Nigeria, with a populationof over 129million, has the highest number of people living with HIV/AIDs in West Africa. Of the nearly 40 million people said to be infected with the pandemic globally, at least 10% live in Nigeria. More than 50% of infected people in Nigeria are women.
HIV prevalence among pregnant women ranges from 2.3% in the South West region to 7% in the north central region. Factors such as poverty, lack of education, social imbalance, sexual violence and higher level of STIs, make women more vulnerable to HIV/AIDS as compared to men.
With an estimated 1.8 million AIDS orphans, Nigeria has the highest number of orphans and vulnerable children in the world. Poverty forces families to practice early marriages of girls and forced transactional sexual relations in exchange for money, gifts and other favours. The poor suffer; many households sell their assets, switch to less nutritious crops or withdraw children from school to cope with the impact of AIDS.
The STAR program in Nigeria is designed to facilitate the emergence of community led initiatives that empower women, girls, youth and other vulnerable groups to understand and claim their rights o reproductive and sexual health and overcome the power and gender norms that expose them to HIV infection.
It is expected that the process will lead to the emergence of community structures and systems that promote access to health care related needs of women and girls within a supportive environment. Additionally, the project supports AAIN’s work in strengthening and building capacity of people with HIV /AIDS to advocate for their rights.
The STAR program is being implemented in partnership with 3 organizations in 3 states. These are Niger State Agency For Mass Education Minna; Agape Foundation For Literacy and Rural Development, Ebonyi State; Kebbi Alliance for Positive People (KAPOP) Kebbi State.
Each partner worked with 7 communities in the first year and will be expected to scale by 4 new communities to 11 communities per state over the rest of the duration of the project. In all, 33 communities in Nigeria will be targeted in the implementation working with 66 facilitators. (2 per community). In addition, Nigeria will facilitate the scale up of the STAR project to 8 communities in Ghana and 2 communities in Cameroon.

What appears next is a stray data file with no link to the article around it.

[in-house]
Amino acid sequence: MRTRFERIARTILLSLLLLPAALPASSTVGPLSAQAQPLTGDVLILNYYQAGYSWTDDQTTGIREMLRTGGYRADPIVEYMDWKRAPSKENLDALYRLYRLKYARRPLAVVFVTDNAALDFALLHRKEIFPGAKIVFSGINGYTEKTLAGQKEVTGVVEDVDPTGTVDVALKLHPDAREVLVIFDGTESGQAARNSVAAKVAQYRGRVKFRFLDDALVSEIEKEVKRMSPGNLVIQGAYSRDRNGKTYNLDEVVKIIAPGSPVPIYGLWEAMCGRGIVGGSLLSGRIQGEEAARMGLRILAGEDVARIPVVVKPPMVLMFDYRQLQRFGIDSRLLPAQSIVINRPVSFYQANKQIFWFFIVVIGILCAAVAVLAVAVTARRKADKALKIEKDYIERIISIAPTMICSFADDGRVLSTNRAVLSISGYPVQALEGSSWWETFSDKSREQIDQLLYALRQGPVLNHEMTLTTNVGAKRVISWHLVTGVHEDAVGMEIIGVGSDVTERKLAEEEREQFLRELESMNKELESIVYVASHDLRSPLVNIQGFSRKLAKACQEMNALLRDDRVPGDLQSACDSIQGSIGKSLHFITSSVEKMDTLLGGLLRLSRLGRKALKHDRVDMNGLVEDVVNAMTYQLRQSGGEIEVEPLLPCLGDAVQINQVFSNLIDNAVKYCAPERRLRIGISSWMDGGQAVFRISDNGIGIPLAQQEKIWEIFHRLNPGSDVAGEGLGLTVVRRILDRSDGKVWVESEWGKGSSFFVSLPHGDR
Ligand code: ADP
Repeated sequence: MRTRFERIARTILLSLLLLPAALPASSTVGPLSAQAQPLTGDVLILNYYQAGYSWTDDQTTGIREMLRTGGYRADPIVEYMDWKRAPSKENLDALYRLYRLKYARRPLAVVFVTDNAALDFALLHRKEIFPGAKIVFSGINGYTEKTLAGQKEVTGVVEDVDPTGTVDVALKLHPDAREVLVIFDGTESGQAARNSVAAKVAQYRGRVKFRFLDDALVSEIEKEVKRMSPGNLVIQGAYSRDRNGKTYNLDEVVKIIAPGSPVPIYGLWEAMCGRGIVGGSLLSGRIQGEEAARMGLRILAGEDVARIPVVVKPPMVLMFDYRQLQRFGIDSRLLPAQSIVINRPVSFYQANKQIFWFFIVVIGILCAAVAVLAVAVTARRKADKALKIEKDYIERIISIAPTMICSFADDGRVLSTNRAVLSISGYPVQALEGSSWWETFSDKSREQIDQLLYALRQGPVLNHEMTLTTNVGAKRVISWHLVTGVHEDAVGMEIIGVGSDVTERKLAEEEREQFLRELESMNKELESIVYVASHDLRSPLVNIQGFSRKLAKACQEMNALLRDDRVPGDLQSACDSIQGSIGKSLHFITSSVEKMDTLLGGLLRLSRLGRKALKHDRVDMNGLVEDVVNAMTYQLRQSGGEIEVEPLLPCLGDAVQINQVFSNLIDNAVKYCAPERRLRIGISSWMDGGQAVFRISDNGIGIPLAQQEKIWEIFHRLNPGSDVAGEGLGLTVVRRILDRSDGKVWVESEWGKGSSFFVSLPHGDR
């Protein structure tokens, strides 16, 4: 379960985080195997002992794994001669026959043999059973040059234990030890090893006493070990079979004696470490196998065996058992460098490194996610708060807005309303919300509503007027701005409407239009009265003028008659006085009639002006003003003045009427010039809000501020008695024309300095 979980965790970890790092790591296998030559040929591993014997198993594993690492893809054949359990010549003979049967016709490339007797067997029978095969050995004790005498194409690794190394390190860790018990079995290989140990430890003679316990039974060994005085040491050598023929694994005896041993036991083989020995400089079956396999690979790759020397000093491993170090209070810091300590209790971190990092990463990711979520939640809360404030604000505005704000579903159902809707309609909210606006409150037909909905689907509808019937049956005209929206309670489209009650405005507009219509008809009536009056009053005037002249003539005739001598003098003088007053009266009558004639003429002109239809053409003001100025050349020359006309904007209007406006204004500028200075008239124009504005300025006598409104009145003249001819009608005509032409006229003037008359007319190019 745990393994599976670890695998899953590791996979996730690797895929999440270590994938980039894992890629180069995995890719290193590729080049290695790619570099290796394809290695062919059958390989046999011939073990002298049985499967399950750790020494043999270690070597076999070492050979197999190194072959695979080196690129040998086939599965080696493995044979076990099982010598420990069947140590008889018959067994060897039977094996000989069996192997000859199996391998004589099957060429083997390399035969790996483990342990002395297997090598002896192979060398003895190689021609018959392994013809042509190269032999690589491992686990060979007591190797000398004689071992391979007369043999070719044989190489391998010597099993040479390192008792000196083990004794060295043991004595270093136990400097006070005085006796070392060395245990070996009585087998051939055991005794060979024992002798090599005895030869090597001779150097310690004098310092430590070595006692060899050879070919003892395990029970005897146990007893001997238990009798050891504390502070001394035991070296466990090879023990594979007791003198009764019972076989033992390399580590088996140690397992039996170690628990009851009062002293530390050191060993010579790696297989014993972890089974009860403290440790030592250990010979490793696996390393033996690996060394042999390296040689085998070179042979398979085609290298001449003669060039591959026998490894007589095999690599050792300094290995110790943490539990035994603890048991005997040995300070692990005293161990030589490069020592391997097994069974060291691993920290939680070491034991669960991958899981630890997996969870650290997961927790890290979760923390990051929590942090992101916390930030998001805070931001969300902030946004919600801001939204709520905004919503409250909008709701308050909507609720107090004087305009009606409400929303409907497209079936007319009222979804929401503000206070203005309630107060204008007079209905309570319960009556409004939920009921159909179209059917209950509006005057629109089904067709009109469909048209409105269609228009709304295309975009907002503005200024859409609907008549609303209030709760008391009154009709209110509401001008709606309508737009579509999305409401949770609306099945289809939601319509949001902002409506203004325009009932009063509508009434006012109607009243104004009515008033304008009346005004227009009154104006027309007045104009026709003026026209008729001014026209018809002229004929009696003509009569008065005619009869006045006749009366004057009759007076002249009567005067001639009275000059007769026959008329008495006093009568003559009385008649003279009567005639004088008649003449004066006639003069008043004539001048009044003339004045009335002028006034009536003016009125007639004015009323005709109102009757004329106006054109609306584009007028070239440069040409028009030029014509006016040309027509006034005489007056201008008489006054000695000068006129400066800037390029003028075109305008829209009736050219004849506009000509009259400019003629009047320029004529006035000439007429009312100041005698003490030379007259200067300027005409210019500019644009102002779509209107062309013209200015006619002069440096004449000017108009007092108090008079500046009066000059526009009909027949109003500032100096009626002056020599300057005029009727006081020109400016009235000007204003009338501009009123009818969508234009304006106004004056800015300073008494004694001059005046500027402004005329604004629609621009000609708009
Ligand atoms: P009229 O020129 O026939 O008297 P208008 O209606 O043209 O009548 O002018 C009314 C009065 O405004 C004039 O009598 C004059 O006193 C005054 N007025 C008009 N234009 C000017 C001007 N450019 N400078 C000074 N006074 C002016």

In Nigeria, documentation of experiences in going on and there are various case studies being documented. Mentoring and training on documentation is done regularly to encourage facilitators to document their best practices and case studies.
In addition to this, facilitator- shared meetings are usually organized to encourage sharing and learning of best practices. There are also partners’ shared sessions that are regularly held. Case studies have been compiled to make four publications and 2 newsletters have been published for Nigeria STAR EC. There is a partnership against poverty with an HIV/AIDS component. 2 trainings and refresher trainings have been conducted and Baselines for communities are being successfully carried out and translated.
Further more, communities are actively sharing experiences among themselves and there is an internal finance advisor who goes to partners regularly to offer advice on financial and accountability issues. One of the Nigerian partners presented a paper on the STAR approach at the Toronto HIV/AIDS conference, which took sharing and learning of the STAR process to a wider level. This is all in bid to empower communities in the face of HIV/AIDS.